Electric skillets cook boneless chicken breasts much the same as a conventional skillet on the stove top, but the electric frying pan can better regulate the desired temperature and prevent overcooking. On the stove top, the skillet might be at the correct temperature when you add the chicken, but the pan can continue to heat up, which can burn the outside of the chicken breast before the inside cooks through. Rather than guessing at the temperature with vague settings such as "medium" or "medium-high," electric skillets allow you to set an exact cooking temperature, much like the temperature controls for your oven.
Place the electric skillet on a level surface clear of anything that could be damaged from the heat. Turn the dial near the cord to preheat the skillet to between 325 degrees Fahrenheit and 350 F.
Add oil to the skillet as needed to prevent the chicken from sticking. Electric skillets with non-stick surfaces require little to no oil at all, but some skillets require a generous coating of oil.
Season the chicken breast with your choice of seasonings and spices. If desired, place the chicken between two sheets of plastic wrap and pound it to an even thickness with a meat mallet so the chicken cooks evenly and faster. Chicken breast is naturally thick at one end and tapers to a thin point; the tapered end is done and dries out before the thicker end if you don't first flatten the breast.
Place the chicken breast in the skillet with the flatter side facing down. This is the side that was cut to remove the breast from the chicken while the other side is smooth and rounded. Cook the chicken, covered, for about 10 to 12 minutes; the chicken should develop a golden-brown color. While you don't need to flip the chicken constantly, it helps to move it around the pan to prevent sticking.
Flip the chicken breast over with a pair of tongs and cook the other side for another 10 to 12 minutes or until the internal temperature reaches a minimum of 165 F. Insert a meat thermometer into the thickest part of the breast. Exact cooking times vary greatly depending on the size and thickness of the breast, so a meat thermometer is the best way to determine when the breast is done. For example, if you pound the chicken breast into a thin cutlet before cooking, it will cook much faster than a breast left in its original shape.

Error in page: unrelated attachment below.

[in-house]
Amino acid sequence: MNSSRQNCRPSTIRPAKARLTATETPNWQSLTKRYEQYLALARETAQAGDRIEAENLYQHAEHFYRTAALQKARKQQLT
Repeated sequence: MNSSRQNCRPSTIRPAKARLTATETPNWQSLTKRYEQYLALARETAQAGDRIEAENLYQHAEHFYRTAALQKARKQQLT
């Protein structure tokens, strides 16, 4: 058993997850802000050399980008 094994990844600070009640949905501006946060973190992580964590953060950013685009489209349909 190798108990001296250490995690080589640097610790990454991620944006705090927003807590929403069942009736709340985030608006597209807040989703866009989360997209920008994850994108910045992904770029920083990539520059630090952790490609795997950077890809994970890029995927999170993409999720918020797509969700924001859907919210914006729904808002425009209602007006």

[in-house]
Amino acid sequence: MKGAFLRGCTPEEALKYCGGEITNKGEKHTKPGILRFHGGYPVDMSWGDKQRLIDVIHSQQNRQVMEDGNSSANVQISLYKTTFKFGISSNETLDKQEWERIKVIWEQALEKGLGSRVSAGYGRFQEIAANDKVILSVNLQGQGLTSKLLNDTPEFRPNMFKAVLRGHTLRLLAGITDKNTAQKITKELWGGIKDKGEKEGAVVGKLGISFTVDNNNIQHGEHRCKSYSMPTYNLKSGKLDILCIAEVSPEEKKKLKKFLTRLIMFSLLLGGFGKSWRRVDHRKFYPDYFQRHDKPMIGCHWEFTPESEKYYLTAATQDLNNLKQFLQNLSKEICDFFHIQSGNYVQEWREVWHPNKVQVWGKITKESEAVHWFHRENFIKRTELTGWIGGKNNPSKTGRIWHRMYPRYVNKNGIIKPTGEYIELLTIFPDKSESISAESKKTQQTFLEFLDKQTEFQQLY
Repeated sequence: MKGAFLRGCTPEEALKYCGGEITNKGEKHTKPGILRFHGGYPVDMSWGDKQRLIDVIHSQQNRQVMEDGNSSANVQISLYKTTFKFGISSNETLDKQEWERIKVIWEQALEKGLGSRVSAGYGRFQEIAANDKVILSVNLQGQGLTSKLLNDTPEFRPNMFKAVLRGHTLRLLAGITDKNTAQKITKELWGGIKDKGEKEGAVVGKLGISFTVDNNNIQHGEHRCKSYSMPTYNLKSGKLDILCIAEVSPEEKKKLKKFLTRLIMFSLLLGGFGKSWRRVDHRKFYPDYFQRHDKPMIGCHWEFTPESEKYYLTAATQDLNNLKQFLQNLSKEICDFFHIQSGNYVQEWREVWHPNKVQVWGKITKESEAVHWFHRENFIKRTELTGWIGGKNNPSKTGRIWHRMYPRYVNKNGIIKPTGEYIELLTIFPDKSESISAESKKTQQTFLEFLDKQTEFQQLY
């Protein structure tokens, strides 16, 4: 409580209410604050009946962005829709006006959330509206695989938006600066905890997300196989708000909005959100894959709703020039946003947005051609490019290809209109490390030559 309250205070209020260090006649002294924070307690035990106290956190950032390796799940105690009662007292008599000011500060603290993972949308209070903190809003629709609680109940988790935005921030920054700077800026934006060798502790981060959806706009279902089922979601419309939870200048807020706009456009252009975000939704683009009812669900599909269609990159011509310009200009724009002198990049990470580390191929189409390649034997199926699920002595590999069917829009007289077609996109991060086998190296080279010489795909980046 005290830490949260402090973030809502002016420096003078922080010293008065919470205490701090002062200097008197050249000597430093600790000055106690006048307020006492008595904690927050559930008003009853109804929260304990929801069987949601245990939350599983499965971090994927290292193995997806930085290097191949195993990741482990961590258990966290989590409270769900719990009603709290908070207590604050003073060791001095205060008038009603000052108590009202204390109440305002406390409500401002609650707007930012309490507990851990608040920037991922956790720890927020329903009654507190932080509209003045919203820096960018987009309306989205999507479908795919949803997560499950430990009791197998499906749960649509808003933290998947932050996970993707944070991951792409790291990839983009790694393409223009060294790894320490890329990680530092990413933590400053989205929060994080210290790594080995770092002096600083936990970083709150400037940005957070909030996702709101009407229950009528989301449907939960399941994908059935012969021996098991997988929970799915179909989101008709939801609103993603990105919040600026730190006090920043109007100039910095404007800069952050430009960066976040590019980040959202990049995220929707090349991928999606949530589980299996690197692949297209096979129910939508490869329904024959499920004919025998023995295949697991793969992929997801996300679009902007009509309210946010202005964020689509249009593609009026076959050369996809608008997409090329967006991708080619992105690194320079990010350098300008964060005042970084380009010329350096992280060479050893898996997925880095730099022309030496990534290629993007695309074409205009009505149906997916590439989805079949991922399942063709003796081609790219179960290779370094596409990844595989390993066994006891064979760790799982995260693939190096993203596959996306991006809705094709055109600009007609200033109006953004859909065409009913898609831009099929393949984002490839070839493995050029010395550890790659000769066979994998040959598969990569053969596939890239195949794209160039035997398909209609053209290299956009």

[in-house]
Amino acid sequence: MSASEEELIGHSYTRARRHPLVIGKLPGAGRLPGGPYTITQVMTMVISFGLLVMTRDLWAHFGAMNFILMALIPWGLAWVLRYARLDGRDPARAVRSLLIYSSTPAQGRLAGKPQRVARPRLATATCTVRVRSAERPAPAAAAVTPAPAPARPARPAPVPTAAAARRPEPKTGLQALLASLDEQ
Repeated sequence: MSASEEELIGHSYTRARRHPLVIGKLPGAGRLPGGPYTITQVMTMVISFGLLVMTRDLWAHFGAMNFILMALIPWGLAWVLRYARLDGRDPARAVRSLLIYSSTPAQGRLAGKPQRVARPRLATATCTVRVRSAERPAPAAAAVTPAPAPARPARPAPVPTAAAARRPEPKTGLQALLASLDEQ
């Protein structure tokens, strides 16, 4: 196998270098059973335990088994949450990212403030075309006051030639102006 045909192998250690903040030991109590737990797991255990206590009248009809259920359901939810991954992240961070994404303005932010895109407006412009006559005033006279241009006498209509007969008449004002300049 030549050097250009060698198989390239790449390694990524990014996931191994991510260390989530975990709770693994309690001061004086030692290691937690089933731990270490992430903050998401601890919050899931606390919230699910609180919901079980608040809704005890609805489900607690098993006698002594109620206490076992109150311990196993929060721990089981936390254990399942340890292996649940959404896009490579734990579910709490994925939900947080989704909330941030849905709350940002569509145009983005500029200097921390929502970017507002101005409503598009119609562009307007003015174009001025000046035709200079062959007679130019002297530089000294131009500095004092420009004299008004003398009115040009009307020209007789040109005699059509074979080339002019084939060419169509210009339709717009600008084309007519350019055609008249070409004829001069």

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- Foodsafety.gov: Safe Minimum Cooking Temperatures
- Presto: 16-inch Electric Skillet With Glass Cover Instructions
- The Kitchn: What Does an Electric Skillet Do Best?
- Rival: Electric Skillet Owner's Guide
- Oregon State University Library: Choosing and Using an Electric Skillet
- The Kitchn: How To Cook Moist and Tender Chicken Breasts Every Time
- Boneless chicken breasts cook much faster than bone-in chicken breasts -- bone-in breasts can take as long as 40 minutes to cook through.
- Unlike many beef and pork meat cuts, chicken doesn't require a resting period for redistributing the juices. However, it's important to remove the breasts immediately when they reach 165 F so the meat doesn't dry out and lose its flavor.
A former cake decorator and competitive horticulturist, Amelia Allonsy is most at home in the kitchen or with her hands in the dirt. She received her Bachelor's degree from West Virginia University. Her work has been published in the San Francisco Chronicle and on other websites.
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